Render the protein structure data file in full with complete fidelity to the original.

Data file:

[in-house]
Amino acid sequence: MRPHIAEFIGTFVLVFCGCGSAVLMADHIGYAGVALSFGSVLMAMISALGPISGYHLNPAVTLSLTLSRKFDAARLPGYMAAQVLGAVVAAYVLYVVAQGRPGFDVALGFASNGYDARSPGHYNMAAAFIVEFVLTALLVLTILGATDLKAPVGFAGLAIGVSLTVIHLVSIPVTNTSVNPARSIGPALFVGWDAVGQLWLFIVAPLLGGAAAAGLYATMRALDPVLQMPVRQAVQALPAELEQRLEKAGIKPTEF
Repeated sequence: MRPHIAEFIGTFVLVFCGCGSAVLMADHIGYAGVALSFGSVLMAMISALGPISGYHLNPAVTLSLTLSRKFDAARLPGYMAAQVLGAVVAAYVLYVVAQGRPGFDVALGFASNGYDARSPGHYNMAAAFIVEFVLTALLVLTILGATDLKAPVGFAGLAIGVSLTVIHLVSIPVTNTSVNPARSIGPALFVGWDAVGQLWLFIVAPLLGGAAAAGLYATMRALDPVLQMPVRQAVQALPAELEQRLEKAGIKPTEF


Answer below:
[in-house]
Amino acid sequence: MRPHIAEFIGTFVLVFCGCGSAVLMADHIGYAGVALSFGSVLMAMISALGPISGYHLNPAVTLSLTLSRKFDAARLPGYMAAQVLGAVVAAYVLYVVAQGRPGFDVALGFASNGYDARSPGHYNMAAAFIVEFVLTALLVLTILGATDLKAPVGFAGLAIGVSLTVIHLVSIPVTNTSVNPARSIGPALFVGWDAVGQLWLFIVAPLLGGAAAAGLYATMRALDPVLQMPVRQAVQALPAELEQRLEKAGIKPTEF
Repeated sequence: MRPHIAEFIGTFVLVFCGCGSAVLMADHIGYAGVALSFGSVLMAMISALGPISGYHLNPAVTLSLTLSRKFDAARLPGYMAAQVLGAVVAAYVLYVVAQGRPGFDVALGFASNGYDARSPGHYNMAAAFIVEFVLTALLVLTILGATDLKAPVGFAGLAIGVSLTVIHLVSIPVTNTSVNPARSIGPALFVGWDAVGQLWLFIVAPLLGGAAAAGLYATMRALDPVLQMPVRQAVQALPAELEQRLEKAGIKPTEF